The principle of transparency is proactively pursued. It is compulsory for all public institutions to include key information on their websites. This includes the institution’s structure and functions, budget and balance sheets, salaries of officials, tenders (specifying who they have been awarded to), relevant statistics of general interest and mechanisms for citizen participation, including where to ask for further information. Public institutions have been given a year to comply with this (until 17 October 2009).

The law allows any citizen to ask for further information on any topic in the domain of a public institution. People requesting information must provide their personal details as well as any information that could help in meeting their information request. The reproduction of the requested information (photocopies, etc.) must be paid for by the person requesting information.

There are exceptions to the law, such as information relating to public security or protected by the right to privacy. These exceptions need to be stated in writing to the person requesting information. Information cannot be considered reserved or confidential when it relates to human rights violations.

The person requesting information does not need to explain the motives behind the request. Some lawyers argue that this poses the risk of facing a huge amount of unjustified requests which are impossible to attend to. [9] However, up until now this does not seem to be the case.

It is also remarkable that, although it is compulsory for institutions to have information on a website, requests can only be submitted in writing (i.e., in a letter). This is probably a result of challenges in online security issues, including electronic signatures, as well as a culture that lacks confidence in dealing with telecommunications.

Once the request is presented, it must be responded to immediately, if it is possible, or within twenty days. This can be extended for another twenty days for justifiable reasons which are put in writing. However, these deadlines are not being met by institutions. One of the difficulties stems from the lack of well-organised documents and archives – one of the reasons why institutions have been given two years [10] to meet the requirements of the law. During this period there will not be any penalties if responses to requests do not meet the deadlines. In this regard, the Archives Law was also approved some time ago, which aims to professionalise and regulate the field.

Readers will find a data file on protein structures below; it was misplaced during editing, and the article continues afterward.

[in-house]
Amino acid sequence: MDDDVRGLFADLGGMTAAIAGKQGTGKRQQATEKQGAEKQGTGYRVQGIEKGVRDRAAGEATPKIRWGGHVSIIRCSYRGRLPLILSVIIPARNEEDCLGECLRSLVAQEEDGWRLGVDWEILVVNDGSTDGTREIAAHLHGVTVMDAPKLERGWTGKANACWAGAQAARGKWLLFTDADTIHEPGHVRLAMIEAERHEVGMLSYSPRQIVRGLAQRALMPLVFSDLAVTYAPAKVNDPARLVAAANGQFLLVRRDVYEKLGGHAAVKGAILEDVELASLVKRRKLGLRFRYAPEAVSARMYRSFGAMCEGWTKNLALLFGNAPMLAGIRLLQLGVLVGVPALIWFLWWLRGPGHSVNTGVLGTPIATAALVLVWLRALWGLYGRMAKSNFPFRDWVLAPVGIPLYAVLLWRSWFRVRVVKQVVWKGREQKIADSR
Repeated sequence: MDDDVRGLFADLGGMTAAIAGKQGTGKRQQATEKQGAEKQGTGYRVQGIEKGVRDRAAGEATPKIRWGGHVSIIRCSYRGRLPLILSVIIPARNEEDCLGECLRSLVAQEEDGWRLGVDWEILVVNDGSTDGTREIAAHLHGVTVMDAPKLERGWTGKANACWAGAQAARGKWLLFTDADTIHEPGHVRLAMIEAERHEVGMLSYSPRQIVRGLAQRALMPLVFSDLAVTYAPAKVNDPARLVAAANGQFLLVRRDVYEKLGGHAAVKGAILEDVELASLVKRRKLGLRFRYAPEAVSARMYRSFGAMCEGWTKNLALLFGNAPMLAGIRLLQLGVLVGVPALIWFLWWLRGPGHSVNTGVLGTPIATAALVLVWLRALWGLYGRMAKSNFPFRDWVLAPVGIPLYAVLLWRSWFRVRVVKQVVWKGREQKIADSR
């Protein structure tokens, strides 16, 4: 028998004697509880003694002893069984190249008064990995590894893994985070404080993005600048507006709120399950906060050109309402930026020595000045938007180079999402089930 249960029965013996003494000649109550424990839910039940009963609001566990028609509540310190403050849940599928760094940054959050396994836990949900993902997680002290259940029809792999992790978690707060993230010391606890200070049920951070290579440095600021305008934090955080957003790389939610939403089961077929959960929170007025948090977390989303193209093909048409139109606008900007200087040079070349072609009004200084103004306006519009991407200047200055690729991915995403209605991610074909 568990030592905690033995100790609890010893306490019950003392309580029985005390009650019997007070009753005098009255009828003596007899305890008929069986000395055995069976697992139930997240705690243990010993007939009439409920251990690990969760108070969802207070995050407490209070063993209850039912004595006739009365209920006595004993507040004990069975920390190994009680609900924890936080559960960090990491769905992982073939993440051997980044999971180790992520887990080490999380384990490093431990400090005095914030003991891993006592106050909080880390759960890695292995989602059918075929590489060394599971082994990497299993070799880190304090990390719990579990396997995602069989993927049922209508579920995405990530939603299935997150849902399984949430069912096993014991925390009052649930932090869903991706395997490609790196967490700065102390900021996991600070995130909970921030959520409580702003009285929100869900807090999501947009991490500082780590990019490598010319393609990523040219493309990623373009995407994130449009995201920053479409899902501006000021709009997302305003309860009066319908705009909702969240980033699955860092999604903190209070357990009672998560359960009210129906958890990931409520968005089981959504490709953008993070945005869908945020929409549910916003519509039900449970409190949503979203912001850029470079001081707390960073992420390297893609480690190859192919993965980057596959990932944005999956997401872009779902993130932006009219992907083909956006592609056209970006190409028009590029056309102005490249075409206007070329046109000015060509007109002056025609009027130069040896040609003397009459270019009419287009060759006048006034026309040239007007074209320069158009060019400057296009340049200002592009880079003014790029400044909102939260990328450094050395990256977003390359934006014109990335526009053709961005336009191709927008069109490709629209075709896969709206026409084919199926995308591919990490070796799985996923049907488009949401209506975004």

Practical difficulties related to disorganised information, delays in responding to requests, or a failure to respond to requests in the first few months of the implementation of the law can be attributed to the country’s historical culture of secrecy. This includes public officials who do not accept that it is part of their job to offer information to citizens. Education and training are needed here.

New trends and challenges

  • Plan Ceibal is extending access to information rights to the next generation. But there is still so much to do and resolve concerning the potential that computers offer in producing knowledge in a collaborative way and promoting students’ expression and creativity. If the computers are only being used to access information – copying and pasting and not much more – the risk would be a continuation of the present model of education, which includes passive learning focused on the transmission of knowledge, although the teacher would not be the main source of information. [11]